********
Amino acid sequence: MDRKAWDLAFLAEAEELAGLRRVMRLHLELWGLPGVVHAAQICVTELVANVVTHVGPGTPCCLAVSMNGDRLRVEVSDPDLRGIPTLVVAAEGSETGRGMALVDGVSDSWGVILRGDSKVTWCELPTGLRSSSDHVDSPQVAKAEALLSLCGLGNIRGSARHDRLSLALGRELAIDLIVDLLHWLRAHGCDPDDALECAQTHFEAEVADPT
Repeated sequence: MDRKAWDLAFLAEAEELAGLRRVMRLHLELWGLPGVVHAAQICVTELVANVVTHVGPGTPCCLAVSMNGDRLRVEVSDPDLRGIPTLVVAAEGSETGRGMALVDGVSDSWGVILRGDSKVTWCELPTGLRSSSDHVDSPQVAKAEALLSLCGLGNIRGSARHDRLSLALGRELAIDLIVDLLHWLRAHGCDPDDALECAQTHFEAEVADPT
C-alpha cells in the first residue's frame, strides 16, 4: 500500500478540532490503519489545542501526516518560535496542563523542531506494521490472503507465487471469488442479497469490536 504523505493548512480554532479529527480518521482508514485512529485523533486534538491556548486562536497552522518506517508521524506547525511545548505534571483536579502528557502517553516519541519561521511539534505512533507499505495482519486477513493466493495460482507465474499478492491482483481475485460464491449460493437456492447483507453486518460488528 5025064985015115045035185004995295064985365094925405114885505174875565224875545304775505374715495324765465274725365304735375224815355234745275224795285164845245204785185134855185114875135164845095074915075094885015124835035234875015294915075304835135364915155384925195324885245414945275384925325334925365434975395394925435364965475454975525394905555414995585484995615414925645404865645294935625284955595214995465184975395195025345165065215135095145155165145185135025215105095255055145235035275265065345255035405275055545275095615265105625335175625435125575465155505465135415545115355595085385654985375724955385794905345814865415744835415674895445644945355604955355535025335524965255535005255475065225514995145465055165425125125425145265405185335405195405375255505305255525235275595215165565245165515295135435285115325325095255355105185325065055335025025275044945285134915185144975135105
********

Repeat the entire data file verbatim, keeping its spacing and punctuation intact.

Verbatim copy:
Amino acid sequence: MDRKAWDLAFLAEAEELAGLRRVMRLHLELWGLPGVVHAAQICVTELVANVVTHVGPGTPCCLAVSMNGDRLRVEVSDPDLRGIPTLVVAAEGSETGRGMALVDGVSDSWGVILRGDSKVTWCELPTGLRSSSDHVDSPQVAKAEALLSLCGLGNIRGSARHDRLSLALGRELAIDLIVDLLHWLRAHGCDPDDALECAQTHFEAEVADPT
Repeated sequence: MDRKAWDLAFLAEAEELAGLRRVMRLHLELWGLPGVVHAAQICVTELVANVVTHVGPGTPCCLAVSMNGDRLRVEVSDPDLRGIPTLVVAAEGSETGRGMALVDGVSDSWGVILRGDSKVTWCELPTGLRSSSDHVDSPQVAKAEALLSLCGLGNIRGSARHDRLSLALGRELAIDLIVDLLHWLRAHGCDPDDALECAQTHFEAEVADPT
C-alpha cells in the first residue's frame, strides 16, 4: 500500500478540532490503519489545542501526516518560535496542563523542531506494521490472503507465487471469488442479497469490536 504523505493548512480554532479529527480518521482508514485512529485523533486534538491556548486562536497552522518506517508521524506547525511545548505534571483536579502528557502517553516519541519561521511539534505512533507499505495482519486477513493466493495460482507465474499478492491482483481475485460464491449460493437456492447483507453486518460488528 5025064985015115045035185004995295064985365094925405114885505174875565224875545304775505374715495324765465274725365304735375224815355234745275224795285164845245204785185134855185114875135164845095074915075094885015124835035234875015294915075304835135364915155384925195324885245414945275384925325334925365434975395394925435364965475454975525394905555414995585484995615414925645404865645294935625284955595214995465184975395195025345165065215135095145155165145185135025215105095255055145235035275265065345255035405275055545275095615265105625335175625435125575465155505465135415545115355595085385654985375724955385794905345814865415744835415674895445644945355604955355535025335524965255535005255475065225514995145465055165425125125425145265405185335405195405375255505305255525235275595215165565245165515295135435285115325325095255355105185325065055335025025275044945285134915185144975135105